Are You Part Of The F.I.R.E. Movement?
Dear Friends & Neighbors,
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When I was a university math professor in Illinois, I would routinely use the example of compound interest effect when covering exponential function to encourage students to start thinking and planning for early retirement. So, it is no surprise when some of them have become part of the F.I.R.E. movement.
Did you know that there is a new wave of young people who are taking early retirement to a new level, believing and planning to retire in their 30’s or 40’s, taking part in a new movement called F.I.R.E. (Financial Independence, Retire Early) movement. Their goal is to save and invest very aggressively (between 50% to 75%) of their income in order to achieve the goal of retiring in their 30’s or 40’s.
There are two types of F.I.R.E. method group participants:
- Lean F.I.R.E. method group: living extremely frugally, focusing on spending less
- Fat F.I.R.E. method group: Focusing on earning the most amount of money one can
Here are some examples of the F.I.R.E. movement, below:
A software engineer and professional fundraiser in Boston decided four years ago to purge some of their consumerist habits to save more than 70 percent of their salaries. The result was a big move to rural Vermont and the release this month of the book, “Meet the Frugalwoods: Achieving Financial Independence Through Simple Living.” NewsHour Weekend’s Christopher Booker reports, in the video “What a well-off couple learned from cutting consumer habits“, below:
Working is a choice, not a necessity, for this Denver-based member of the FIRE (Financial Independence Retire Early) movement, in the video “This flight attendant saved enough to retire early but chooses to work“, below:
Grant Sabatier, creator of Millennial Money and author of Financial Freedom, was broke and moved back in with his parents after college. Then he set a goal of reaching $1 million as soon as possible and achieved financial independence, in the video “How this millennial saved $1 million in five years and retired early“, below:
In this installment of our Eye On Money series we are focusing on a fast-growing trend that focuses on saving aggressively to retire early. It’s called F.I.R.E. and stands for “financial independence, retire early.” The idea is to live a frugal life now, so you can take control of your financial future, in the video “F.I.R.E. savers: Behind the trend of aggressively saving“, below:
They live frugally and save 70 percent of their income, and now Jose and Tatiana are trying to decide what they’ll do when they retire early. The first episode of the new Marketwatch series FIRE (Financial Independence Retire Early) Starters, in the video “Millionaires next door: Once couple’s frugal path to early retirement“, below:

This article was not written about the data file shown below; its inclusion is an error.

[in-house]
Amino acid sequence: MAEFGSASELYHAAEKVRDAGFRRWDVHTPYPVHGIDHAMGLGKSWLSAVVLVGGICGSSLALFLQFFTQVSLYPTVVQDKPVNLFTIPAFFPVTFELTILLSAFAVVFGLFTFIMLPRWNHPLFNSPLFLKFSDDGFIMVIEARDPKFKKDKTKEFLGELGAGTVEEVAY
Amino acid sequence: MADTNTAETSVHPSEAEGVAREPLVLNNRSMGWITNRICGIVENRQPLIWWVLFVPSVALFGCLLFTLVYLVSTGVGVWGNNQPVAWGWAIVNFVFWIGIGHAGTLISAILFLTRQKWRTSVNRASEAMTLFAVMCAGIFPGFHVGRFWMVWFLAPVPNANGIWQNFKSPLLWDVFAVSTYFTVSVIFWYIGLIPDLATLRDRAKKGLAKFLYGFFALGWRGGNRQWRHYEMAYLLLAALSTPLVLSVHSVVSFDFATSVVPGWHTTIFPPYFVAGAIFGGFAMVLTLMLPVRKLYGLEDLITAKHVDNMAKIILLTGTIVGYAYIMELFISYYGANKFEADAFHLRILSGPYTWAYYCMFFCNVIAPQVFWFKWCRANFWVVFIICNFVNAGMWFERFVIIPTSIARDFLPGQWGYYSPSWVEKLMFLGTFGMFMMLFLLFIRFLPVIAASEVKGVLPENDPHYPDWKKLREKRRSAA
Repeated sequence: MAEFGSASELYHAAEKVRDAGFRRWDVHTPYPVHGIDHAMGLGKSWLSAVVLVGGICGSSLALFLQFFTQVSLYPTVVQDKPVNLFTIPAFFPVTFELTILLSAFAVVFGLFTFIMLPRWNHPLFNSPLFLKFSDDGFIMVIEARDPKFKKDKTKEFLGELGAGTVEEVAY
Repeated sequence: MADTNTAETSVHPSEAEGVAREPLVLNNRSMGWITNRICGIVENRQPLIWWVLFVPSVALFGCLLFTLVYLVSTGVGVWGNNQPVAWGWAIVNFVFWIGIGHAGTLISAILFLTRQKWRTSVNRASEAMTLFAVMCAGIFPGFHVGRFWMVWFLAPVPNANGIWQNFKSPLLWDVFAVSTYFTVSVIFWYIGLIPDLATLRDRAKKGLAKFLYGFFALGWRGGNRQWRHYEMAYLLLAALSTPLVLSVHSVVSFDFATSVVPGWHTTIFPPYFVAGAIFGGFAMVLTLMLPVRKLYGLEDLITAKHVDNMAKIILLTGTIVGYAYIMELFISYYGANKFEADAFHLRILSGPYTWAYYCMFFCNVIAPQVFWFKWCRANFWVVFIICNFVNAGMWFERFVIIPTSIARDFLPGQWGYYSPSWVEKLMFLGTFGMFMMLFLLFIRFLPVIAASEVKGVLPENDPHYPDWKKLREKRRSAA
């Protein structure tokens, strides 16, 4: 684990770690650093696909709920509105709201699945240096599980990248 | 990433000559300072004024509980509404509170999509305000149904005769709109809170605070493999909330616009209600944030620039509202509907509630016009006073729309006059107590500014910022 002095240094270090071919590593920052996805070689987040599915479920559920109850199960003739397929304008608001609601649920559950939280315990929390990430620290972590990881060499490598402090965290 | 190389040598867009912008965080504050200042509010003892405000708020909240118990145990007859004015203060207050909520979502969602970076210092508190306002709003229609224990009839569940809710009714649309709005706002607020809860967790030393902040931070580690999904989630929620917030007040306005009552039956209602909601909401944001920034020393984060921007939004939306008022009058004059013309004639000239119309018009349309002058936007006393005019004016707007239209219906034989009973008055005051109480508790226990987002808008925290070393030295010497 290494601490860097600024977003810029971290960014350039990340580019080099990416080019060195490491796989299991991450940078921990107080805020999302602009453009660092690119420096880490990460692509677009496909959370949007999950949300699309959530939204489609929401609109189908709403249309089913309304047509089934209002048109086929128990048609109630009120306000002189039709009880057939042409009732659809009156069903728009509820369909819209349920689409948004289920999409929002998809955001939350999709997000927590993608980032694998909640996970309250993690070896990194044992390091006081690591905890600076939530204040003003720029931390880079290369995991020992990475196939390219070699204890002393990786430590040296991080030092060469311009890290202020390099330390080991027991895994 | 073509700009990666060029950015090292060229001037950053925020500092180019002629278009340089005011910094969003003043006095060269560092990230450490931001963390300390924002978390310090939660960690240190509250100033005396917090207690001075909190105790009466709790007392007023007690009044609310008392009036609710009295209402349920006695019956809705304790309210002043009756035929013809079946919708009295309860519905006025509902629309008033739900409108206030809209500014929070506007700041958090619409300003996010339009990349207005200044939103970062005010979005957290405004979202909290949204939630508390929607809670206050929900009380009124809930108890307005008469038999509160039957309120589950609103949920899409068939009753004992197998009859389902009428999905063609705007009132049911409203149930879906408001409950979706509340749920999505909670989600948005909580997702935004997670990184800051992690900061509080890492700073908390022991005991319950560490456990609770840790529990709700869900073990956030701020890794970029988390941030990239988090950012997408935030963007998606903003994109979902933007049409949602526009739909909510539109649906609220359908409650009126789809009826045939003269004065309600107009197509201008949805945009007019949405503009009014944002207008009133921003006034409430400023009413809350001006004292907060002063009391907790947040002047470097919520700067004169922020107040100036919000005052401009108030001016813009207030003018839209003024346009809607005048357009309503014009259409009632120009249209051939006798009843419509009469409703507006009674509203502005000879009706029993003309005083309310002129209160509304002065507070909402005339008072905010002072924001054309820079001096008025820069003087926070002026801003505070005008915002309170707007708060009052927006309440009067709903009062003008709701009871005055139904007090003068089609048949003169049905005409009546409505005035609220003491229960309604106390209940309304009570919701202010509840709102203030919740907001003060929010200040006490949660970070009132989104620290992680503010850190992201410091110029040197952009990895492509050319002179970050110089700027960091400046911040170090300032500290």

After all, retirement is not determined by age, but by a financial number. There is no written law that says one has to work until 65.
Members of the F.I.R.E. movement have these two goals in mind: keeping their expenses extremely low and raising their income. The general idea is that the higher one’s income and the lower the expenses are, the sooner one can reach financial independence. Upon reaching financial independence, one may scale back to work only part-time or have the freedom to pursue a new direction.
No matter where one is on the financial journey, there is much one may glean from the F.I.R.E. movement:
- Start dreaming and planning for retirement early, so to allow the power of compound interest effect to work ASAP.
- Get out of debt ASAP
- Finding ways to lower expenses by clearly defining one’s wants and needs, looking at one’s expenses, and sticking to a budget.
- Finding creative ways to boost one’s income: turning a side hustle into a small business on nights and weekends, driving for uber, delivering pizzas, etc.
- Make Saving and Investing a priority: set a goal and get into the habit of saving and investing every month and let the compound interest work for rather than against one.
- Avoid getting divorced. It would really hurt economically.
Keep in mind that:
- One-third of the millionaires never had a six-figure household income in a single year.
- The average millionaire worked, saved and invested for an average of 28 years before hitting the $1 million mark.
- One does not have to have a high-paying job to build the wealth one needs to retire securely.
- Any one can become a millionaire. It just takes time, saving, and investing.
Gathered, written, and posted by Windermere Sun-Susan Sun Nunamaker More about the community at www.WindermereSun.com
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